BOSTON — Thunder head coach Mark Daigneault sat in the same room Michael Malone did before his Nuggets faced the Celtics on Friday and repeated Malone’s message. A seemingly struggling Boston defensive unit could still pose challenges when they’re set, so Denver and Oklahoma City would need to beat the Celtics up the floor.
“They don’t (switch) with every guy. They play coverage with a lot of their bigs, too,” Daigneault said. “A lot of it, for us, is pace up the floor, pace in the half court, regardless of coverage, and so that’ll be important again tonight, I think that’s been a strength of ours the past few games and so we’ve got to carry that over against, obviously, a great defense.”
The Celtics’ defense didn’t play great for much of their wins over both teams, one of the league’s top offenses in Denver and a scorching hot one in OKC in recent weeks. Shai Gilgeous-Alexander tortured Jaylen Brown and company with straight-line drives. Back cuts beat the front court through early offense. Thunder transition opportunities came early and often, but timely Celtics stops and an even better transition game prevailed. Boston’s offense persevered and the win streak continued — even while shooting 27% from three on Monday.
The problem wasn’t that Oklahoma City couldn’t generate some offense on the run; they scored 16 points off turnovers and 17 in transition. The Thunder couldn’t do it at as nearly of a high level as the Celtics did. Boston generated 15 steals, the fifth most by any team this season, and turned them into 24 fast break points. Jayson Tatum — who started the season scoring a perfect 2.00 points per possession in transition through three games — is now averaging an elite 1.43 PPP on a 69.3 eFG%. Boston ranks No. 6 in transition offense (1.19 PPP).
“Easy buckets,” Tatum said. “That’s part of the evolution of being a better scorer, getting to the free throw line, obviously being the focal point of the other team’s defense, drawing a lot of attention. Obviously, there’s going to be other times you have to take and make tough shots, but throughout the flow of the game, corner three-point shots, offensive rebounds, tip-ins, two fast break points, buckets — those things add up and get you in a rhythm for later in the game.”
While the Celtics ramped up toward their best possessions of the game, their rapid-fire passing shined as the Thunder’s ball control deteriorated. Brown and Tatum connected on one of numerous outlet passes that soared over the Thunder’s defense.
Both players poked loose passes into transition themselves as a turnover parade began for Oklahoma City after halftime. Payton Pritchard checked in and took advantage of the Thunder prioritizing breakouts by crashing the glass, then closed the third quarter helping force a pair of steals on Gilgeous-Alexander. Oklahoma City turned the ball over seven times in the fourth quarter.
“Ever since I’ve been young, everybody’s told me to get back,” Pritchard said. “But I’ve always known how to read it off the rim, so I just linger, and I never worry about getting back, because I always just sprint back and pick up the ball. I’m not worried about somebody beating me off that.”
Boston forced the fewest turnovers in the NBA through 15 games, 12.6 per game, making Monday an aberration, but they keep the game in the half court, allowing only 10.9 fast break points each night (3rd). The Celtics also achieved a top-10 defensive rebounding percentage (72.8) to start the season, making it hard for teams to find ways to circumvent their #1 offense.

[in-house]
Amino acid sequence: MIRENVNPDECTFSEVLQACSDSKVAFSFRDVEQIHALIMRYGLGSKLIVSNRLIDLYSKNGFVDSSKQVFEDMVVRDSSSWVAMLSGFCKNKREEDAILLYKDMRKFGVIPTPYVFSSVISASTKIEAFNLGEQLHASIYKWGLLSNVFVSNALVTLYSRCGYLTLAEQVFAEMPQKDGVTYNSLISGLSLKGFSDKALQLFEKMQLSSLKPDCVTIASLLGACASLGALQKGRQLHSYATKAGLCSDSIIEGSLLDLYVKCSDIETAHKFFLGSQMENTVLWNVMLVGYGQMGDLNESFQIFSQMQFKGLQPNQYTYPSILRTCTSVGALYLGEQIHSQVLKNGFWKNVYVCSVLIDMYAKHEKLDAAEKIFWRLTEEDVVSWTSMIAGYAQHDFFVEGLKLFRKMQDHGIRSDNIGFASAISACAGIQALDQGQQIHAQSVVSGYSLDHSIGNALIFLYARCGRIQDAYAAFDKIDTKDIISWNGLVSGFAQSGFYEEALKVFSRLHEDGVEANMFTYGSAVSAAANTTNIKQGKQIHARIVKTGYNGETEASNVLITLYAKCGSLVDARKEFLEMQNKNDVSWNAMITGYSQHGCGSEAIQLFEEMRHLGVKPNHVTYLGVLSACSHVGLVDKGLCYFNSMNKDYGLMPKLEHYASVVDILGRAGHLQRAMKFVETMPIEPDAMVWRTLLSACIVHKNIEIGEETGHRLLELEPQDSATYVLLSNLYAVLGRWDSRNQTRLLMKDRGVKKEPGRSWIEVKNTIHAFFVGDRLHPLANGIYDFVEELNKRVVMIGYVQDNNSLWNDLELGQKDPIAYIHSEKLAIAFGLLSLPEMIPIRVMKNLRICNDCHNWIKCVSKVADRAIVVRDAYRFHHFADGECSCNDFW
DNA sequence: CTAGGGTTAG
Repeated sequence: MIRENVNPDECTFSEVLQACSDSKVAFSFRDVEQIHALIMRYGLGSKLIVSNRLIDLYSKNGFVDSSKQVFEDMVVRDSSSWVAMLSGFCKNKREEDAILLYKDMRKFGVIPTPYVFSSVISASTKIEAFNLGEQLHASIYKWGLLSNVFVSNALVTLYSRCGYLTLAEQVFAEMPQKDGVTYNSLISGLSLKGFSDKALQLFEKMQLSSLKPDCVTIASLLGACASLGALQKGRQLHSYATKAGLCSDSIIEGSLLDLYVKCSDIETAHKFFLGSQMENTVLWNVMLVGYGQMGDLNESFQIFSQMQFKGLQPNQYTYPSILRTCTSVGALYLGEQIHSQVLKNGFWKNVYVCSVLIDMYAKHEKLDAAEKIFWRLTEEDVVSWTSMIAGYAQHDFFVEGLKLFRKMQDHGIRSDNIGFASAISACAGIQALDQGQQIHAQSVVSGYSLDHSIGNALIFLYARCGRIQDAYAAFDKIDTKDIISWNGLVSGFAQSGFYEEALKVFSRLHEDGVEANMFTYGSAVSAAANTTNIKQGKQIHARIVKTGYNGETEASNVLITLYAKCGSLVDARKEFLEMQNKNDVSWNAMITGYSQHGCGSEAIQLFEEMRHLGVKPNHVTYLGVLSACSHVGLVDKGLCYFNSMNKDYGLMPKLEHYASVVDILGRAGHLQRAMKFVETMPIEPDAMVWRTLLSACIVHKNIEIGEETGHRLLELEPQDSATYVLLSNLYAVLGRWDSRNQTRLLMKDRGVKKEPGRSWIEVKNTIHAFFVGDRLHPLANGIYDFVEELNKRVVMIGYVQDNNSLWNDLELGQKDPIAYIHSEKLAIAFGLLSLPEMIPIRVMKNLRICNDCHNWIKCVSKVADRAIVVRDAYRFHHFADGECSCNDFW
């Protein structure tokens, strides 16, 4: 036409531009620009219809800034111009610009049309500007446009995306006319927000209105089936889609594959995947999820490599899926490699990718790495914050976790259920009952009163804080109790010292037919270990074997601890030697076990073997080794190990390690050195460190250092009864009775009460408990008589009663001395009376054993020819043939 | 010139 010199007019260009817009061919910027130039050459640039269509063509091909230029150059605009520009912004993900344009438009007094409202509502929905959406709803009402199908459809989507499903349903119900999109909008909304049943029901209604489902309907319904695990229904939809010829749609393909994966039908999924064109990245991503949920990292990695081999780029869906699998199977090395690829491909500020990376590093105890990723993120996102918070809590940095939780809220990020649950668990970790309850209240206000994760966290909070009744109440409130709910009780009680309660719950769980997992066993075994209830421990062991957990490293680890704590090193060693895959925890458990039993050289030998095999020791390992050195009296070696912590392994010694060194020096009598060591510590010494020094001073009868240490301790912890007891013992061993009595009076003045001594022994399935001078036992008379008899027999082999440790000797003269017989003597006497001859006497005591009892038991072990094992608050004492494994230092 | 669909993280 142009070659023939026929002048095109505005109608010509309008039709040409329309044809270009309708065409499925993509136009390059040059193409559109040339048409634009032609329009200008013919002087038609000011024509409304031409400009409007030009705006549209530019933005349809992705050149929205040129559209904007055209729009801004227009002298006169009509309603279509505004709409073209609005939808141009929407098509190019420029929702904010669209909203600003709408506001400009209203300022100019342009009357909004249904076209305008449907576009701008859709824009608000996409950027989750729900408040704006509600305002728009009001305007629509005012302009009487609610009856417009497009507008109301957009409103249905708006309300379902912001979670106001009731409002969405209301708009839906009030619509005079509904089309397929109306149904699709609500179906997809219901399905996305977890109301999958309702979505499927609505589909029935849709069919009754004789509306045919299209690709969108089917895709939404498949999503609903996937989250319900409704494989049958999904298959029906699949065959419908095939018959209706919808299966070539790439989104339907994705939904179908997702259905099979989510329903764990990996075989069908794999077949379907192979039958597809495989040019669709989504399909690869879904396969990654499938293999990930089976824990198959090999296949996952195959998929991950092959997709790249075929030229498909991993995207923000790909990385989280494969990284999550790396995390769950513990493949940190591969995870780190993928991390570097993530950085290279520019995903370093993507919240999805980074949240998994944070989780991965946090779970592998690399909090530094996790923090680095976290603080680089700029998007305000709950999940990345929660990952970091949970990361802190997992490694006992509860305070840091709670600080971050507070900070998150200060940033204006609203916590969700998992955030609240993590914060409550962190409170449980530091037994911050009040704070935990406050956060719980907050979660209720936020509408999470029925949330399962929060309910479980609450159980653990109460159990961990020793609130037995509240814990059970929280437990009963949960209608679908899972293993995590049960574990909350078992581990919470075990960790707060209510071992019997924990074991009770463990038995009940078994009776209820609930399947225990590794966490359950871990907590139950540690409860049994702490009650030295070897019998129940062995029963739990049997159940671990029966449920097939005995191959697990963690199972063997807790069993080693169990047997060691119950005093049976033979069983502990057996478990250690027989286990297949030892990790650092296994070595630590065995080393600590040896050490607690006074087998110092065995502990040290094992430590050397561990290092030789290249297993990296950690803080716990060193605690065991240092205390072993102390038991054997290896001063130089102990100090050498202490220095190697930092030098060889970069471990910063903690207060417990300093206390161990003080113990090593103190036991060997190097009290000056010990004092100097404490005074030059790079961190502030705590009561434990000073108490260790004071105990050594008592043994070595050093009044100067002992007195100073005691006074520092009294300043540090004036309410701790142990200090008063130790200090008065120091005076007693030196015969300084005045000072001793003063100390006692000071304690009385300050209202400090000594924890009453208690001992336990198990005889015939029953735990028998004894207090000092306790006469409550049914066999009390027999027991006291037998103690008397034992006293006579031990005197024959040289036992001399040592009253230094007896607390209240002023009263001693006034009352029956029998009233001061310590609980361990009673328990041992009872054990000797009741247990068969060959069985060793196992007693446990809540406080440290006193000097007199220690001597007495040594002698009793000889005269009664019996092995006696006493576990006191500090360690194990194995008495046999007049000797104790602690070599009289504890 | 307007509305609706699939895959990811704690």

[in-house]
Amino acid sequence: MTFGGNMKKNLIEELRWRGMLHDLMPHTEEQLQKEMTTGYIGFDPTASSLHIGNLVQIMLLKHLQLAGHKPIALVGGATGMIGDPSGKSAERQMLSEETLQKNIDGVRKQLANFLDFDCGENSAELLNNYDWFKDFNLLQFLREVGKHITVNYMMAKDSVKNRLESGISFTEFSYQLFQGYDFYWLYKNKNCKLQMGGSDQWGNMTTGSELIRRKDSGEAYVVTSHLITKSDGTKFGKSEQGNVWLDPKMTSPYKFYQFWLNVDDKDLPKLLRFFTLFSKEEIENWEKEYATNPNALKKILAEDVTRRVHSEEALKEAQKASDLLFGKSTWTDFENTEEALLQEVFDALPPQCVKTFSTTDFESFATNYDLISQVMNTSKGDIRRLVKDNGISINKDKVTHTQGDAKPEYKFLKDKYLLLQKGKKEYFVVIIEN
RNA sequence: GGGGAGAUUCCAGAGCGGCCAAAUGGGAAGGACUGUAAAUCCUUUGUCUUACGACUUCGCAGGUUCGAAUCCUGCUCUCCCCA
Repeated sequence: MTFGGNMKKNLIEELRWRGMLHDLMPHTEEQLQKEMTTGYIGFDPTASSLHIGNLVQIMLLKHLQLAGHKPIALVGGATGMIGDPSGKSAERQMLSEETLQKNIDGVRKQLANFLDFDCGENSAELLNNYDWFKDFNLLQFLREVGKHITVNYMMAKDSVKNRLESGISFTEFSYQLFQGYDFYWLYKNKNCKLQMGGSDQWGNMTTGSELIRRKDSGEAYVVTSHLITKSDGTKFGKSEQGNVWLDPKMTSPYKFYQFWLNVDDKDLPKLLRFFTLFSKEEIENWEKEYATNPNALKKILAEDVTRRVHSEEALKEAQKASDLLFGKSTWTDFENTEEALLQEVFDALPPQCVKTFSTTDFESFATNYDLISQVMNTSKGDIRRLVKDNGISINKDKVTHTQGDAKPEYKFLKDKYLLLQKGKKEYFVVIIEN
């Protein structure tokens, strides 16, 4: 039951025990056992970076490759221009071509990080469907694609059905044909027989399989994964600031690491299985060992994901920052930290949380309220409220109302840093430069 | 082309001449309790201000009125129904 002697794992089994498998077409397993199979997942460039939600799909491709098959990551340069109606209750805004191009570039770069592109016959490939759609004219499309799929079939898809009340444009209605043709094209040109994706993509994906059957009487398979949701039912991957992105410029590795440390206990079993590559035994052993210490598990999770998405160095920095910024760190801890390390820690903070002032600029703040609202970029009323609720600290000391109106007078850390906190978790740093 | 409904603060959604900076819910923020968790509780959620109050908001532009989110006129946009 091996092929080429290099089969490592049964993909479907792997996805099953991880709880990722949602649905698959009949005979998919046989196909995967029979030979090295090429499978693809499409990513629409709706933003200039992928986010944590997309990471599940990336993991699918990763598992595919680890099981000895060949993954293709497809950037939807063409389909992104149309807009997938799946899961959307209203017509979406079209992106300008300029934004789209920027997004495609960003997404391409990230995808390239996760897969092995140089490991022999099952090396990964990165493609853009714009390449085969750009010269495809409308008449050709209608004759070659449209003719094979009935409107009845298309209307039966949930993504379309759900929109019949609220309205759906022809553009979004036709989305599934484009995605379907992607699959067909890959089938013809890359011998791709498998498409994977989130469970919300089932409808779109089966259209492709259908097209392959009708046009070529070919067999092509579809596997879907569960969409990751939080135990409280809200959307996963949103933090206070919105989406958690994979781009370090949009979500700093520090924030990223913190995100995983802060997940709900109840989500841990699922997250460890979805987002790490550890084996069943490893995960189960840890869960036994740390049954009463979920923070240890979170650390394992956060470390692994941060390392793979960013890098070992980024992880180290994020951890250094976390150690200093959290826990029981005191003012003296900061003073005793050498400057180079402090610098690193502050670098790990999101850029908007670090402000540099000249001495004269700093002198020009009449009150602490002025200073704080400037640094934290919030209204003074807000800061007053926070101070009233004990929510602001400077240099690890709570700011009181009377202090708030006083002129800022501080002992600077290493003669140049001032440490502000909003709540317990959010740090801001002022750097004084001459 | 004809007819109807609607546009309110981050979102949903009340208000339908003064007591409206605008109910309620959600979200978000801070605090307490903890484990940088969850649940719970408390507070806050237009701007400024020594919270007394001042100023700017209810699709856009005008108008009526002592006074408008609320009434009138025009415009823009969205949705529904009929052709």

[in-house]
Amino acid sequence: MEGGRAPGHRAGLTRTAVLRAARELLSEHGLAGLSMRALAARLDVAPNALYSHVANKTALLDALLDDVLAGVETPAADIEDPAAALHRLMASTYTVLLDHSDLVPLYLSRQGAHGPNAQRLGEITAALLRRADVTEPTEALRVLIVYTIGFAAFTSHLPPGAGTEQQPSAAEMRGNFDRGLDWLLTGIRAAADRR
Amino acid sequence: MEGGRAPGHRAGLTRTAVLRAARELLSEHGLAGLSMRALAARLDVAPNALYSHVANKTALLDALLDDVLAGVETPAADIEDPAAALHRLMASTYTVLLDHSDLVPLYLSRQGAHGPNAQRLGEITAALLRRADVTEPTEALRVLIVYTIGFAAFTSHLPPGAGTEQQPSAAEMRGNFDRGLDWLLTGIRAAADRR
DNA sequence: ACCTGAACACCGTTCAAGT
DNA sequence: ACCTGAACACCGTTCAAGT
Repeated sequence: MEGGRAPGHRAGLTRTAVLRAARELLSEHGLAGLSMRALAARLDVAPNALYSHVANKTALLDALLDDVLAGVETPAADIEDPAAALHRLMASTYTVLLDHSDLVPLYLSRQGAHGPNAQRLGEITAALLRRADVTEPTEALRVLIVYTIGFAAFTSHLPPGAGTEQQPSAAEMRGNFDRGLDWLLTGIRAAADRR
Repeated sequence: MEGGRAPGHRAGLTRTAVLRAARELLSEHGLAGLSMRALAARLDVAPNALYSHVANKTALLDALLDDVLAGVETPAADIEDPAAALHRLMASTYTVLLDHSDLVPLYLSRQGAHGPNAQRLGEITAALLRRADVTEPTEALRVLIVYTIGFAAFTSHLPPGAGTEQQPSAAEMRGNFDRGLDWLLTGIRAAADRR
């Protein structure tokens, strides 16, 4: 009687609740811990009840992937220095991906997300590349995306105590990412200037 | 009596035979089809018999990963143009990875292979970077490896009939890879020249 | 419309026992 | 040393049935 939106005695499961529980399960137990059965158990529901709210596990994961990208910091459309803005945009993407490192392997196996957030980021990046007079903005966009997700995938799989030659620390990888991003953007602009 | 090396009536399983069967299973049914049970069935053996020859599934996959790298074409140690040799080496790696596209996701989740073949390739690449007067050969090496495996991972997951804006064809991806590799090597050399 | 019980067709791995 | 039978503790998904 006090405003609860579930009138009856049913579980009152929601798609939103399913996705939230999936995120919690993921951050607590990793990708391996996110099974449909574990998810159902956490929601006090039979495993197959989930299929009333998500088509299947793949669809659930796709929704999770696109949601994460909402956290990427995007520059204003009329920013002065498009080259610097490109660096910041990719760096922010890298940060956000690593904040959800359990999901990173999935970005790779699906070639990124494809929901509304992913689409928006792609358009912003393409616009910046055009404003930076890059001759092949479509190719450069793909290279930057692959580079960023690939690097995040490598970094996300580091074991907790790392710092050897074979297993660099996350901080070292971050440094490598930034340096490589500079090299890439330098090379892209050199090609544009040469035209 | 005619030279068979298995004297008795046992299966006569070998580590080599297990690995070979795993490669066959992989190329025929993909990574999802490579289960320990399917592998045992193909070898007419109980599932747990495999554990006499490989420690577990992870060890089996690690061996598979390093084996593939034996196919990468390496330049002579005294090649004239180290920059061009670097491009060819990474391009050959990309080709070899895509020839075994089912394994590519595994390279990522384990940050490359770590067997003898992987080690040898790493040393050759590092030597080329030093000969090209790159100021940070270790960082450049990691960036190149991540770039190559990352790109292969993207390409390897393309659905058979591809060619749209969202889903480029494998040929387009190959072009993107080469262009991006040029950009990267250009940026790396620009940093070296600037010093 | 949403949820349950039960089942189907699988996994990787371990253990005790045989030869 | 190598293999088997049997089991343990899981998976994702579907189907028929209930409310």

They collapsed defensively to cut off Oklahoma City’s offensive rebounding after Aaron Wiggins and Aleksej Pokuševski threw down put back dunks early. Joe Mazzulla also noticed his team adjust their defensive posture as the game sped up.
“They came up with that, having the pick-up points higher,” Mazzulla said. “The ball pressure being higher and then having the late help once they get below the free throw line. The guys came up with that and they executed it well.”
If the Celtics could outpace the Nuggets, which they did 18-11 in fast break scoring on Friday, playing in transition for 9.1% of the game compared to Denver’s 4.5%, they’ll be able to run with any team in the NBA. They currently rank 12th with 126.2 points per 100 possessions in transition this season, most of that stemming from how quickly they get the ball up the floor after rebounds rather than piling up steals like they did on Monday. Denver ranks #1, but Malone felt like his team eased into the game while Boston played with more urgency.
Smart and Al Horford, two of the better outlet passers in the NBA, led the charge and are two of the three Celtics leaders in total passes made next to Tatum. Tatum, Brown and Smart, in turn, lead Boston in passes received, creating a straight path toward the rim for the team’s best players in transition.
Even when they’re unsuccessful, they keep the pressure flowing up the floor and once again had the reigning MVP Nikola Jokic looking tired and missing crucial minutes due to fouling on the defensive end. Boston’s opponents commit 20.7 fouls per game (15th).
And pace doesn’t just come in the fast break, the Celtics move and thrive in the half court, too. They’re five points per 100 possessions more efficient than #2 Dallas.
“They share the ball, 30 assists, only seven turnovers, that’s a great starting place,” Malone said. “The three-point line, and they’re getting it from so many people. You have two great one-on-one players, who can get their shot whenever they want, create separation for the three, get to the basket to finish and also get to the foul line, I mean Tatum got there 11 times tonight. Now, you put shooting around them ... they run some really unique offense, a lot of small smalls and a lot of cutting, they do a really good job of off-ball movement, create confusion and they have a really nice rhythm about it. To stop them, to beat them, you have to disrupt their rhythm.”